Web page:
“When we looked at patients who would fall within the diagnosis of fibromyalgia, their hemoglobin A1Cs were significantly higher than the values presented in two control populations,” said Dr. Pappolla. On average, A1Cs from the fibromyalgia sample exceeded those from the FOS NGT sample by 0.59 (P < 0.0001) and those from the NHANES sample by 0.39 (P = 0.0002).

Importantly, Dr. Pappolla’s team sorted the A1Cs from all three samples by age. “That was the key element,” he said. “If you look at the data, a lot of the patients with fibromyalgia have A1Cs below 5.7, which is currently considered to be within the normal range. But, when you compare them with controls of the same age, they’re not quite normal. They’re statistically higher than the controls, and that’s telling us there is something going on with glucose metabolism.”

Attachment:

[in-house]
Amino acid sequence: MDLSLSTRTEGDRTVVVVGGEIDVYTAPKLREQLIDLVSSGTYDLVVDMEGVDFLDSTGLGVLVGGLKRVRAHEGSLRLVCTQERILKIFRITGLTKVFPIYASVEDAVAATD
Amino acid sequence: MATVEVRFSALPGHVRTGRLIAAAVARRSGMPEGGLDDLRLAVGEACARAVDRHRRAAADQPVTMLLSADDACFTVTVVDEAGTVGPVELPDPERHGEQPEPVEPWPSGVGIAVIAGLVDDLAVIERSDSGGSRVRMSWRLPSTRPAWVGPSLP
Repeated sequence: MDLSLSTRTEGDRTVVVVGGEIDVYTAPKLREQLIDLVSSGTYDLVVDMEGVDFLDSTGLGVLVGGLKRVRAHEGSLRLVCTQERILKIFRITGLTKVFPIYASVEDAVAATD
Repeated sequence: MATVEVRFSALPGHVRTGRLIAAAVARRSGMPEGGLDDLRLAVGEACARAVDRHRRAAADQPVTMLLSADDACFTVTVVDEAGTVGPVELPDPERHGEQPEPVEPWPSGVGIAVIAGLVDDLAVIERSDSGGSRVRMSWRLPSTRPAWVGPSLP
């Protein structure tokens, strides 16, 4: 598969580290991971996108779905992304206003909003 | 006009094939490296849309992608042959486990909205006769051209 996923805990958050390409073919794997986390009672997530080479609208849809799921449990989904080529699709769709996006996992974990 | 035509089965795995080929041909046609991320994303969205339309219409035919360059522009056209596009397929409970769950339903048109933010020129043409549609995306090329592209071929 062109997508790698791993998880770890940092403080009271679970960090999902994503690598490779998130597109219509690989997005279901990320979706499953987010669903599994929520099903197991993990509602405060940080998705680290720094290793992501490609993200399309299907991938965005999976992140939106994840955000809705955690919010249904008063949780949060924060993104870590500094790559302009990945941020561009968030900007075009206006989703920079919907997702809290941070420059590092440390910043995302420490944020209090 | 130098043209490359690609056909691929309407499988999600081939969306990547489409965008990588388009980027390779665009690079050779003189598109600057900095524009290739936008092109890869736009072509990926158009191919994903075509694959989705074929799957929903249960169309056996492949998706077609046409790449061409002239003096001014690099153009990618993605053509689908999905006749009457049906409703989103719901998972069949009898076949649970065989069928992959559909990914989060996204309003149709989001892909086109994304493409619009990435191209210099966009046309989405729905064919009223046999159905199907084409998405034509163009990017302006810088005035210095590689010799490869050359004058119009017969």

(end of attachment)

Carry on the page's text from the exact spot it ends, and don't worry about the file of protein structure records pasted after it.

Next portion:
Leonard Goldstein, PhD, DDS, assistant vice president for clinical education development at A.T. Still University and a member of PPM’s Editorial Advisory Board, concedes that these preliminary findings make sense—even if they demand rigorous follow-up studies. “Insulin resistance may not be the cause, but I think it’s certainly involved in fibromyalgia.”

The study also retrospectively explored whether treatment of insulin resistance reduced the degree of pain experienced by the fibromyalgia patients. To treat the insulin resistance, a subgroup of 16 of the 23 patients with fibromyalgia had received metformin in addition to standard treatment (pregabalin, gabapentin, and/or SNRIs)and, per protocol at St. Michael’s, pain scores (Numeric Pain Rating Scale [NPRS] 0 to 10) were recorded at each patient encounter. A review of NPRS scores at three time points—initial visit, after standard treatment, and after treatment with metformin—revealed significant drop-offs in pain between each period. The median pain score decreased from eight (initial) to four (after standard treatment) to 0.25 (after metformin). A total of 8 of the 16 patients ultimately reported no pain at all.